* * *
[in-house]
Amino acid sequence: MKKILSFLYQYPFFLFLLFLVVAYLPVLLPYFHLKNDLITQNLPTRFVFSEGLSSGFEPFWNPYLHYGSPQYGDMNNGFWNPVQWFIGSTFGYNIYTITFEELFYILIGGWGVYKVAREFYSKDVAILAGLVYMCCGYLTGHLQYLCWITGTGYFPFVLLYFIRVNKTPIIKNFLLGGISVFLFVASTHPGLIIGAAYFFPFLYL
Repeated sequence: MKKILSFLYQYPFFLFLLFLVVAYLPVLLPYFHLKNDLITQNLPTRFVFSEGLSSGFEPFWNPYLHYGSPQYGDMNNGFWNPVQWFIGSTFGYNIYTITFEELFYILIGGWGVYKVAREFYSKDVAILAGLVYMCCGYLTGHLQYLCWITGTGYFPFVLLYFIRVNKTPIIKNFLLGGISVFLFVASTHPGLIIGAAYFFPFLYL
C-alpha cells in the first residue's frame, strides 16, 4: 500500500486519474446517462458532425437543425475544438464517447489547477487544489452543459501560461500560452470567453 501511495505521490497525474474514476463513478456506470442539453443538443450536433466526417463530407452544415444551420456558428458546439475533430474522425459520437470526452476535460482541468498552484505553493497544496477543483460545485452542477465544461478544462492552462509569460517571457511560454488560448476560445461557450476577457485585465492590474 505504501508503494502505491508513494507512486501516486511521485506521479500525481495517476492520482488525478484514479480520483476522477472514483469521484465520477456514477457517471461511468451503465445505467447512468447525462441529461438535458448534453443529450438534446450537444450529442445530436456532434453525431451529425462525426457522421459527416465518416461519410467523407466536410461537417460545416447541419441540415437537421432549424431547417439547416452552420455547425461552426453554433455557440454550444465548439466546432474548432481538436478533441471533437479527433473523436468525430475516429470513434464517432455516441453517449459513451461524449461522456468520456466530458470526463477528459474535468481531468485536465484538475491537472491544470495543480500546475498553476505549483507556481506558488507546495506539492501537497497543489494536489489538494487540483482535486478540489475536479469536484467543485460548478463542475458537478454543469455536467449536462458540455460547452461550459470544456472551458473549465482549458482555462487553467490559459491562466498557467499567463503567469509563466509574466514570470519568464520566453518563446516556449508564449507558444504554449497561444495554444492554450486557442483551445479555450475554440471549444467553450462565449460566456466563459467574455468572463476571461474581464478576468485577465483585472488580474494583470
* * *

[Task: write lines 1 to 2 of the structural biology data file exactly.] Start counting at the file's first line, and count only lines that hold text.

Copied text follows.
[in-house]
Amino acid sequence: MKKILSFLYQYPFFLFLLFLVVAYLPVLLPYFHLKNDLITQNLPTRFVFSEGLSSGFEPFWNPYLHYGSPQYGDMNNGFWNPVQWFIGSTFGYNIYTITFEELFYILIGGWGVYKVAREFYSKDVAILAGLVYMCCGYLTGHLQYLCWITGTGYFPFVLLYFIRVNKTPIIKNFLLGGISVFLFVASTHPGLIIGAAYFFPFLYL